The output signal of the amplifier 16 is fed into the first stage of the linear channel 22, namely the dual output AGC amplifier 24. >From there it is fed into the active variable equalizer amplifier 26 to undergo amplification as well as frequency shaping. The signal then proceeds to the output buffer 42 and, finally, to the passive filter 44 for noise bandwidth limiting and minimization of intersymbol interference. The signal resulting at the output nodes 46, 48 of the filter 44 is applied to detection circuitry further on in the system and not shown. In order to guarantee that the output of the linear channel 22 is constant for all values of optical input level, the output voltage of the linear channel 22 is tied into a second AGC loop. The peak-to-peak detector 50 of this second loop senses the output signal level and controls the AGC amplifier 24 so that the voltage level at the outputs 46, 48 is fixed in the presence of optical signal.
The automatic operation of the equalizer 28 is dependent on the sensing of the average magnitude of the input photocurrent and the using of the average value to control the equalizer 28 in the linear channel 22. The capacitor C2 filters the photocurrent of the diode 14, which is drawn from the current mirror 38. The current mirror 38 amplifies this current and applies it to the second current mirror 58, where it is amplified again and applied to the dynamic impedance diode bridge formed by the four diodes (FIG. 4) 76, 78, 80, 82 in the equalizer 28. The values of the resistors R1 and R1 ' and R2, R2 ' and capacitor C3 in the equalizer are chosen to appropriately set the frequency response break points when no Icontrol is flowing (i.e. when the dynamic impedance of diodes 76, 78, 80, 82 is virtually infinite) such that the response contains a zero equal to the pole of the front end 12. Numerically, this zero is equal to the product of C3 and (R2 +R2 '). Secondly, the values of R1 and R1 ' are chosen such that there is a subsidiary pole formed in the equalizer 28 which serves to limit the overall high frequency response of the amplifier to some maximum value. This subsidiary pole is numerically determined by the product of C3 with the parallel combination of (R1 +R1 ') and (R2 +R2 ').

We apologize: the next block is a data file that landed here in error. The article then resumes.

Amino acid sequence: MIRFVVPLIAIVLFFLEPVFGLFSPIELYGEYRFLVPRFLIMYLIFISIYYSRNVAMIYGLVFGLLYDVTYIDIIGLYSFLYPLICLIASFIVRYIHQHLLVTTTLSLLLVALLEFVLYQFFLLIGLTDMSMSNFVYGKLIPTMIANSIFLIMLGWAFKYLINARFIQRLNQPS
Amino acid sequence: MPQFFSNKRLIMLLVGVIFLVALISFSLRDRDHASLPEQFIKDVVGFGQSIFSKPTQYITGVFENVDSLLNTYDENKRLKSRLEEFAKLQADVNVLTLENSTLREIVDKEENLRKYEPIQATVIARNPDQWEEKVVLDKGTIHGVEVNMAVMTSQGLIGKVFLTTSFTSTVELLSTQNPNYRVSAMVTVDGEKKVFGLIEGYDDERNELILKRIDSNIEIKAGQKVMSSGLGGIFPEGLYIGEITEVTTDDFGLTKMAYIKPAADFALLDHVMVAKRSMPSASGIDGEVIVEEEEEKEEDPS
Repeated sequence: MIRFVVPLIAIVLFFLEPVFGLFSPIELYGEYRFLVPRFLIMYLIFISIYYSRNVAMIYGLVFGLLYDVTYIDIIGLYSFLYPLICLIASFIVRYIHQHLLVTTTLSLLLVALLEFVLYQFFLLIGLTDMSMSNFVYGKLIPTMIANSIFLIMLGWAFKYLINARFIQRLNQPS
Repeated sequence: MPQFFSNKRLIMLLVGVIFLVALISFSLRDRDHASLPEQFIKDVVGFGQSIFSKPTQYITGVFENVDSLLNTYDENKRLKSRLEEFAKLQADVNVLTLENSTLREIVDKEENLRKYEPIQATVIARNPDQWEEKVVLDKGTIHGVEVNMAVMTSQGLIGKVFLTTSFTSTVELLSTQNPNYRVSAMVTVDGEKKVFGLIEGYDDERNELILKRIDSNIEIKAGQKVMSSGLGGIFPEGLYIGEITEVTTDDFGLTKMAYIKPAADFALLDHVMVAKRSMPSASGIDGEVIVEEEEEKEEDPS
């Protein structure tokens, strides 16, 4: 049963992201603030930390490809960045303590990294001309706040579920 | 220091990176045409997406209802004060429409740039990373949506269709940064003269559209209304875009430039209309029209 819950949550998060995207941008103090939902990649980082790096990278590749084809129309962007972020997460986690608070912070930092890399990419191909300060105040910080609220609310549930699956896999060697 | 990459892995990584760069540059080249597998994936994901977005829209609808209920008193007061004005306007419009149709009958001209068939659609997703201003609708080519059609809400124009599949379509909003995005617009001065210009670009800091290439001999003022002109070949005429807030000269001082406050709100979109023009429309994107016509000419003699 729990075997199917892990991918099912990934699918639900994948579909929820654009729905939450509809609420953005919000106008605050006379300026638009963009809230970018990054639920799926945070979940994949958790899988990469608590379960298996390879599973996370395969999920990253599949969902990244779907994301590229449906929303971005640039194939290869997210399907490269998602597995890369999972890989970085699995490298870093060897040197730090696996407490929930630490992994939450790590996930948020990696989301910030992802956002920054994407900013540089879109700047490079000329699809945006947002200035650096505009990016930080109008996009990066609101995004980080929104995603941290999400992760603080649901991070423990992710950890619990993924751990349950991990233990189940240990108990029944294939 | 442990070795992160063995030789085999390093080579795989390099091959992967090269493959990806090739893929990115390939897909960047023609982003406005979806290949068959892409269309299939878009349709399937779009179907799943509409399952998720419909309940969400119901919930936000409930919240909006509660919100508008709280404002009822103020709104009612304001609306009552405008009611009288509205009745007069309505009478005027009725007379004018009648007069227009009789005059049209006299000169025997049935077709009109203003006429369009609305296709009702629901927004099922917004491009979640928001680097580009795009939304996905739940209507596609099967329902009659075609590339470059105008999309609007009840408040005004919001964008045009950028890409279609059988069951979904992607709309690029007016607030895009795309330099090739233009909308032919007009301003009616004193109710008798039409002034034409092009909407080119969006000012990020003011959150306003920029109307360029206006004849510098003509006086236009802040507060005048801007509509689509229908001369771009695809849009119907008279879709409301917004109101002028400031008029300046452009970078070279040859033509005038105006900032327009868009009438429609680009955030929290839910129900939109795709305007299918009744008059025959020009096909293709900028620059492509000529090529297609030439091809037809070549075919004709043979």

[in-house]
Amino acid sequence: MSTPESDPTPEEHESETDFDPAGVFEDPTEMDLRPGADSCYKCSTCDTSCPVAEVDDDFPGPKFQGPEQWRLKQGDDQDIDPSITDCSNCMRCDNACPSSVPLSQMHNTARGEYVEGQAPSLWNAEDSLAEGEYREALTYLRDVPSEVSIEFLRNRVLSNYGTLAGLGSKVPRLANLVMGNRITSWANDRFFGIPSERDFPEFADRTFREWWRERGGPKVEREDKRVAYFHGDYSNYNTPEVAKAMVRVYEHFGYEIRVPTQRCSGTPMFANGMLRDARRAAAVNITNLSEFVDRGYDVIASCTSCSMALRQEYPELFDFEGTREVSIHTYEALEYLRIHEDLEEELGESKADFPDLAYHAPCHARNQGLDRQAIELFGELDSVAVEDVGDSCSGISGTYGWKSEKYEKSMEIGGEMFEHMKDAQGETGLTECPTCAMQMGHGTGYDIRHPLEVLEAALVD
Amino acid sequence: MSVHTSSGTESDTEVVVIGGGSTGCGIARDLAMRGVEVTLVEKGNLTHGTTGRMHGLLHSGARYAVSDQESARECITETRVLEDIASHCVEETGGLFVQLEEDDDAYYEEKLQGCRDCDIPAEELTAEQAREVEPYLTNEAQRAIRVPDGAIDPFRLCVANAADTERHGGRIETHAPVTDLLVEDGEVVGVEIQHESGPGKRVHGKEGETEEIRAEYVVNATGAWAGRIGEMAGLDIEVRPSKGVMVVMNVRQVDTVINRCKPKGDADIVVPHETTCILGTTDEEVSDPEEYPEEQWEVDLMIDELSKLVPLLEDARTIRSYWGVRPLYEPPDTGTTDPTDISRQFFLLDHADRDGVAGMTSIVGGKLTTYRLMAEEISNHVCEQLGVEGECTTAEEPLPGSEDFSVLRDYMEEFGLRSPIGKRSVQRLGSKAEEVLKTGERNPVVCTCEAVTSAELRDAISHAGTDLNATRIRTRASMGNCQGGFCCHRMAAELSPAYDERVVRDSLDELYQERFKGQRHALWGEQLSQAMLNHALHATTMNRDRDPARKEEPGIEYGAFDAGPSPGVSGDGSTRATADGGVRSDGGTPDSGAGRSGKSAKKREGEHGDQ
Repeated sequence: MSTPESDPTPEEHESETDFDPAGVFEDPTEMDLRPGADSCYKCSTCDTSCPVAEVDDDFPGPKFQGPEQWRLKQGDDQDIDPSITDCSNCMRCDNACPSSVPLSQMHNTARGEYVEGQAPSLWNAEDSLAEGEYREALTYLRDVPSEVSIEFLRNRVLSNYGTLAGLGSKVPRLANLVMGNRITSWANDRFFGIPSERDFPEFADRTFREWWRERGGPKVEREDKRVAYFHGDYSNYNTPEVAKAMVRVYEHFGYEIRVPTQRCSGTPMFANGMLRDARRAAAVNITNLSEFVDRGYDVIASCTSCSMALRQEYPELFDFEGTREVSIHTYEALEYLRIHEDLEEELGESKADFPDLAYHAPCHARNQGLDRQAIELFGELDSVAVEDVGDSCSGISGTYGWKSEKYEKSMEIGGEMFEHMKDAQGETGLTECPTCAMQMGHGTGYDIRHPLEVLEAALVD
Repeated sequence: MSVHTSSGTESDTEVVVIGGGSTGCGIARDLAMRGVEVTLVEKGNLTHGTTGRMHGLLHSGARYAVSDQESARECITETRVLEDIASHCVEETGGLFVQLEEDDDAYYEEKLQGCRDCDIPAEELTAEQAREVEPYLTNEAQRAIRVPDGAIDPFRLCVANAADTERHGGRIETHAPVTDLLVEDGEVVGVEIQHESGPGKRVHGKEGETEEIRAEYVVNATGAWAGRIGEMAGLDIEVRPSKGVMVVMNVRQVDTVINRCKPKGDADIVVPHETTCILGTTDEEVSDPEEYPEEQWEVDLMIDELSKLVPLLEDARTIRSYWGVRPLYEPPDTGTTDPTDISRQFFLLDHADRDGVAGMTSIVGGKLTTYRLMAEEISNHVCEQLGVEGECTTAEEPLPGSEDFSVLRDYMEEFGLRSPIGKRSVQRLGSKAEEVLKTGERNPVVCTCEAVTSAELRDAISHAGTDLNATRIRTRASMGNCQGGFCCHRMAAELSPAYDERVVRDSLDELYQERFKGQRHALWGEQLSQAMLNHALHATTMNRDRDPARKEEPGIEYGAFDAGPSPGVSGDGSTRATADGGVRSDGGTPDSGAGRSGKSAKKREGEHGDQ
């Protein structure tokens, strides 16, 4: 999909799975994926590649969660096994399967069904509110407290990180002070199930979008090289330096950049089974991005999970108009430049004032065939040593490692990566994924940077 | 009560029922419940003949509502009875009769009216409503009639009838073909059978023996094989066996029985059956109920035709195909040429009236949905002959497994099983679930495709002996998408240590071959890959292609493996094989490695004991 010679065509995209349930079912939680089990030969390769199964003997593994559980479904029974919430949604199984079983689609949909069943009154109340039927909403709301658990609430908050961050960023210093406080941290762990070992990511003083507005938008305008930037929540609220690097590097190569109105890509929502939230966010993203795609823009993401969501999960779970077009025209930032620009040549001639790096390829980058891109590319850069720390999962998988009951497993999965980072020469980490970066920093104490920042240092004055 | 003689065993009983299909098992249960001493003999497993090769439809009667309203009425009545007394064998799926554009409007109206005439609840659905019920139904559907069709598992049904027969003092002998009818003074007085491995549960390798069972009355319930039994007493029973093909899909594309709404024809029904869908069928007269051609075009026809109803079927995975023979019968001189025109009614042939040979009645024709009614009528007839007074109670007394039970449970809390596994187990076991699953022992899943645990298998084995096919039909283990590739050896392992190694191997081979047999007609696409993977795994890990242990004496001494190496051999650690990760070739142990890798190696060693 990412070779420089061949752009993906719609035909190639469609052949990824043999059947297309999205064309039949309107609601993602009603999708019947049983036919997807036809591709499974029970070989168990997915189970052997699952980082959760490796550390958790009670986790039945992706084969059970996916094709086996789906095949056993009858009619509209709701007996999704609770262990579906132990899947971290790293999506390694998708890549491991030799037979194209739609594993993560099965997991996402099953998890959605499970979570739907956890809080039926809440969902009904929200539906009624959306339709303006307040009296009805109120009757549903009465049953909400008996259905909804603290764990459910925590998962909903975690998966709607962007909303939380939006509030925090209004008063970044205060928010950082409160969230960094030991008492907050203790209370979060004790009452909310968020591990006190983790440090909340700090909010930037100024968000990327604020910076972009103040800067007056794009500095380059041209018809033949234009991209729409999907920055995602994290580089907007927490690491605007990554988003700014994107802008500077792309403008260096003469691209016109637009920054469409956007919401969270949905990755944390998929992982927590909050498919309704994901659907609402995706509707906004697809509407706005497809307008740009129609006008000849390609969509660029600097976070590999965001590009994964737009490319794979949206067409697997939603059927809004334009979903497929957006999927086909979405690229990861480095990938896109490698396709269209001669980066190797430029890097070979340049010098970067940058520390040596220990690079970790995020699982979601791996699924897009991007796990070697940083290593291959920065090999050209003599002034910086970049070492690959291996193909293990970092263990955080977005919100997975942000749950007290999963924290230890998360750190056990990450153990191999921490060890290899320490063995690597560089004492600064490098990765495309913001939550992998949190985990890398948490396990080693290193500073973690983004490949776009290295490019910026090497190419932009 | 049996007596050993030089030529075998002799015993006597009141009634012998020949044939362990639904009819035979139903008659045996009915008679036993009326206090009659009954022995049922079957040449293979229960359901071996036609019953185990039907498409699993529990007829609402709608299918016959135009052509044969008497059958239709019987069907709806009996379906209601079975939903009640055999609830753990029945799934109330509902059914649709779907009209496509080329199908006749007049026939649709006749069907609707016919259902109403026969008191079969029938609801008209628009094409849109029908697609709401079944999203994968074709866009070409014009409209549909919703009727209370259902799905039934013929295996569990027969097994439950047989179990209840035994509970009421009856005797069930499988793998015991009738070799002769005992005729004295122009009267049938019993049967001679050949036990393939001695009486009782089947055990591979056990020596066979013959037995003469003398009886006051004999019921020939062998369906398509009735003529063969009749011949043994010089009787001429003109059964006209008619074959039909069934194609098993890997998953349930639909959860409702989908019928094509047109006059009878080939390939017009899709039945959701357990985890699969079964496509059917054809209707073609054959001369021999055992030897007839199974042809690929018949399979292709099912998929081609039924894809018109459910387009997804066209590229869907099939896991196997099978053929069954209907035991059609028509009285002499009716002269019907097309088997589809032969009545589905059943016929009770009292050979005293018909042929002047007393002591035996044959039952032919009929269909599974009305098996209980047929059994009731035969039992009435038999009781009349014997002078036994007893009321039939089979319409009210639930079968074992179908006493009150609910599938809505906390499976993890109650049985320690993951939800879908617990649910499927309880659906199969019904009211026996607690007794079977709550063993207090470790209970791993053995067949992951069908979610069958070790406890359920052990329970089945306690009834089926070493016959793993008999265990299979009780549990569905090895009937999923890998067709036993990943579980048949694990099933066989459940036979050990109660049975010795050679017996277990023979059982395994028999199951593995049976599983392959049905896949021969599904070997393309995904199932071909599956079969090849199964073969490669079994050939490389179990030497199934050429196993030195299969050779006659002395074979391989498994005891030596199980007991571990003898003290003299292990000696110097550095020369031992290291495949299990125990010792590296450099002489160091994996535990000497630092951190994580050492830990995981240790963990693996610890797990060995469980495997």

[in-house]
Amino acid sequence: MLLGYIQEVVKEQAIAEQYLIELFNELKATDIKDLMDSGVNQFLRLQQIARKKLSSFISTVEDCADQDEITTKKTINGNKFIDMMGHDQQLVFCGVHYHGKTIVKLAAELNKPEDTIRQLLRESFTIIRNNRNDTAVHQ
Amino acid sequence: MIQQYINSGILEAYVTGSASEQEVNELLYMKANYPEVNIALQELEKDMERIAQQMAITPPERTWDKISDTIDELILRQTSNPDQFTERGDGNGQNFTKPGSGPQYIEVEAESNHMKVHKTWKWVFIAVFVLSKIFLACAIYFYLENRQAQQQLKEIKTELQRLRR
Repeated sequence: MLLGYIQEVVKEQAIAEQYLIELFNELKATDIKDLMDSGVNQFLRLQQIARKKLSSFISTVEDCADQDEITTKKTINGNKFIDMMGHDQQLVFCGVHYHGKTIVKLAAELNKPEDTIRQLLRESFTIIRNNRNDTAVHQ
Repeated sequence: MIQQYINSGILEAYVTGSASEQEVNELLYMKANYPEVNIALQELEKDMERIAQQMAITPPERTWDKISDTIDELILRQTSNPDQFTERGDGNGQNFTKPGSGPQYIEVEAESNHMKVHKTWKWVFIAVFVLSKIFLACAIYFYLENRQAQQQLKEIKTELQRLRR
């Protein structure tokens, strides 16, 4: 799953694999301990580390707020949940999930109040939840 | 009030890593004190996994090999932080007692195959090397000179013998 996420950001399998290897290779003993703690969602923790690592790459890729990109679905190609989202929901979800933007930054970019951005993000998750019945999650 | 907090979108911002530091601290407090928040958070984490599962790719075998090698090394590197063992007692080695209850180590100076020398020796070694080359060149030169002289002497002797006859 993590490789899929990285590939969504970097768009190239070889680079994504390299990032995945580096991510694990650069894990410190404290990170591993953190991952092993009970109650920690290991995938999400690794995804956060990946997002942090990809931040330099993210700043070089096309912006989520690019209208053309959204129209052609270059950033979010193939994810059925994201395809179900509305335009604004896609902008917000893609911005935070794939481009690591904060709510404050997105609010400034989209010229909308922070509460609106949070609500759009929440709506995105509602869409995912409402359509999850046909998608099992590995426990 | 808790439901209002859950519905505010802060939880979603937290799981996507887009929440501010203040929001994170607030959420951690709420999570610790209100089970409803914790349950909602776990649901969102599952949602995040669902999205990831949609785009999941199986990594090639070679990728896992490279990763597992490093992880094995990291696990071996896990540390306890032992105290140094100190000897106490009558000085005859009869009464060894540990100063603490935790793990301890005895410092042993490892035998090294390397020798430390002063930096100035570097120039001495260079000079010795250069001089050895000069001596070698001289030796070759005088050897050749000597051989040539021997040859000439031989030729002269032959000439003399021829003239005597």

When Icontrol flows, diodes 76, 78, 80 and 82 form a dynamic shunt resistance across R2 and R2 ' in accordance with the well known diode dynamic impedance vs. current law. It is this variable impedance which is used to control the equalizer zero.
An important ancillary function for the equalizer 28 is provided by the trigger 52 (FIG. 3). The trigger 52 controls the current gate 54 and will not allow current to flow in the diodes 76, 78, 80, 82, no matter what compliance current is supplied by the current mirror 58, unless its own input from the gate of the shunt device 19 has moved from its dormant state by an amount sufficient to indicate that the AGC function of the amplifier 16 is truly in an active state. This prevents the frequency response correction of the equalizer 28 from being applied before the AGC function of the amplifier 16 is active, since it is not needed in the absence of that condition.
The ratio adjustment of the current mirror 58 adjusts the ratio between the current applied to the diodes 76, 78, 80, 82 and the current generated by the photodiode 14. This adjustment is used during initial current circuit setup to allow for variations in diode parameters and other nominal circuit variations.
The offset adjustment of the current mirror 58 is provided to null out the effect of photocurrent-induced equalizer shift when the equalizer 28 is first triggered. This has the effect of fitting the control curve of the equalizer 28 more closely to the shunt device 19 vs. input photodiode 14 current curve and improves automatic equalizer control tracking.
While in the circuit 34 above the signal current was generated by a photodiode, it will be apparent to those skilled in the art of receivers that beneficial results may also be obtained for signal currents generated by other means. The transimpedance amplifier is protected from excessive input current and consequent saturation regardless of the nature in which the signal current is generated.
Other equalizer configurations may be substituted for the equalizer of FIG. 4. However, the equalizer 28 is particularly suited for the circuit 34 by virtue of its differential design and symmetry.
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|U.S. Classification||330/304, 330/279, 330/284, 330/308|
|International Classification||H03G5/16, H04B10/158, H04B10/02, H04B3/14, H03G3/30, H04B10/18, H03H11/04, H03G3/20|
|Cooperative Classification||H03G3/3084, H04B10/6931, H03G5/16, H04B10/6971|
|European Classification||H04B10/6931, H04B10/6971, H03G3/30F, H03G5/16|
|Aug 13, 1984||AS||Assignment|
Owner name: BELL TELEPHONE LABORATORIES INCORPORATED 600 MOUNT
Free format text: ASSIGNMENT OF ASSIGNORS INTEREST.;ASSIGNOR:SMOOT, LANNY S.;REEL/FRAME:004299/0347
Effective date: 19840809
|Jun 22, 1989||FPAY||Fee payment|
Year of fee payment: 4
|Jun 4, 1993||FPAY||Fee payment|
Year of fee payment: 8
|Jun 12, 1997||FPAY||Fee payment|
Year of fee payment: 12